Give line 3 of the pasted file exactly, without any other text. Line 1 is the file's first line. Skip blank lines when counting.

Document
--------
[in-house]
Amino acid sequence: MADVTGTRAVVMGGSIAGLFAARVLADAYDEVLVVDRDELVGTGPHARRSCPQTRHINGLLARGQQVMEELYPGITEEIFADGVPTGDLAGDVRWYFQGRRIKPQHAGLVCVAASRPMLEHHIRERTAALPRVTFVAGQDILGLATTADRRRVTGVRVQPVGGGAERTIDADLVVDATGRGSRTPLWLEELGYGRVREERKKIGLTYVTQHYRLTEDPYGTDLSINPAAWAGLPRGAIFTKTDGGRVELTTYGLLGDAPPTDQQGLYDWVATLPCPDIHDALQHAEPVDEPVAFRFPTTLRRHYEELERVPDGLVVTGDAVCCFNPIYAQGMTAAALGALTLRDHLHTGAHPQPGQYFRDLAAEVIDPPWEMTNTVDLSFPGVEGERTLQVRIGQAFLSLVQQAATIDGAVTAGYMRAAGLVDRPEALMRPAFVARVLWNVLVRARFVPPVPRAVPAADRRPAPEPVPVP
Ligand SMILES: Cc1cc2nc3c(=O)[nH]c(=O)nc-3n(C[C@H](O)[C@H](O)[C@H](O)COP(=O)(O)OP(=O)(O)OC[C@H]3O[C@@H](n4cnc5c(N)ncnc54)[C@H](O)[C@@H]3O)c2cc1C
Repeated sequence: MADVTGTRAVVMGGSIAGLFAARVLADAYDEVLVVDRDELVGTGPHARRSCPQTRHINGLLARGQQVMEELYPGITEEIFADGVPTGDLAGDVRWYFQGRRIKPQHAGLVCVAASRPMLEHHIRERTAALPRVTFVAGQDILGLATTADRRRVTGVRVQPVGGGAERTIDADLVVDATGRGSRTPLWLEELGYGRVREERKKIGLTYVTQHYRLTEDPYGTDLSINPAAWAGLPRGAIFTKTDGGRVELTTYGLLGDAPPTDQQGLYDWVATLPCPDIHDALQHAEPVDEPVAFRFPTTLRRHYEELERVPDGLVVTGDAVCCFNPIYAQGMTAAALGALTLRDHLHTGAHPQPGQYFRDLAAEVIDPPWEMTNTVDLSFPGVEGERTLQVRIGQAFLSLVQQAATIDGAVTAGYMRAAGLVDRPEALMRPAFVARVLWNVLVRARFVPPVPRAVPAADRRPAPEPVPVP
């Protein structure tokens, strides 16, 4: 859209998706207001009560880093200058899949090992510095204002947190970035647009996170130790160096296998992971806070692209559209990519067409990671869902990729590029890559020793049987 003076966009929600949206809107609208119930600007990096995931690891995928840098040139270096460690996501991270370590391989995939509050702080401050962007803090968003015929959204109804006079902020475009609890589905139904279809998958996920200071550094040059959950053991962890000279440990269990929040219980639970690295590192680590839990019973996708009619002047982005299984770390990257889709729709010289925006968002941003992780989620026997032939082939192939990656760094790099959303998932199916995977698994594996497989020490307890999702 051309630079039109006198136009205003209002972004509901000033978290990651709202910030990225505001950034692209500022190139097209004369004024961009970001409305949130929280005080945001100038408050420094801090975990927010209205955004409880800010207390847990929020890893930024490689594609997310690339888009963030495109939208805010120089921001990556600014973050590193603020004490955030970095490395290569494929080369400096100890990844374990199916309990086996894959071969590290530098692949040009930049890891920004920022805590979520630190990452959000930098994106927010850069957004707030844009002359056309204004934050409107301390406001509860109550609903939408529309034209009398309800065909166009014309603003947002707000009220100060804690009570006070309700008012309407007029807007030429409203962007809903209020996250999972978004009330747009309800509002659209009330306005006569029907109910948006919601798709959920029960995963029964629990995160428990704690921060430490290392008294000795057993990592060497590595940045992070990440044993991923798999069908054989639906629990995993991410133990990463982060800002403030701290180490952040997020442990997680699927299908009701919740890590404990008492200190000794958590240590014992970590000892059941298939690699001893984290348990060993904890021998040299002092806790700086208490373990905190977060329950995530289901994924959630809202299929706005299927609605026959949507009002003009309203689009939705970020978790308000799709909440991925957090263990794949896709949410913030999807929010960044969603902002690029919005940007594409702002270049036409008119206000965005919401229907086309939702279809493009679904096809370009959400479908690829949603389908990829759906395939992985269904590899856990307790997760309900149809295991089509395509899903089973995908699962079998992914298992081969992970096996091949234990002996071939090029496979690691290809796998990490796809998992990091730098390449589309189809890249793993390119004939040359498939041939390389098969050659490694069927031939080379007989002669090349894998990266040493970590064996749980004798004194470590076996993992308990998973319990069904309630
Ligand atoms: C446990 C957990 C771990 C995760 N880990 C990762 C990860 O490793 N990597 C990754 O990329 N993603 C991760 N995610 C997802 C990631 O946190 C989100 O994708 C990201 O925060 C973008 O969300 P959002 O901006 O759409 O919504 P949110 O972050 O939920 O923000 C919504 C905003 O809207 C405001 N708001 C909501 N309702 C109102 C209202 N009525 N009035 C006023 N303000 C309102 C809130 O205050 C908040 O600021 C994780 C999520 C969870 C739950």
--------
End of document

Ligand SMILES: Cc1cc2nc3c(=O)[nH]c(=O)nc-3n(C[C@H](O)[C@H](O)[C@H](O)COP(=O)(O)OP(=O)(O)OC[C@H]3O[C@@H](n4cnc5c(N)ncnc54)[C@H](O)[C@@H]3O)c2cc1C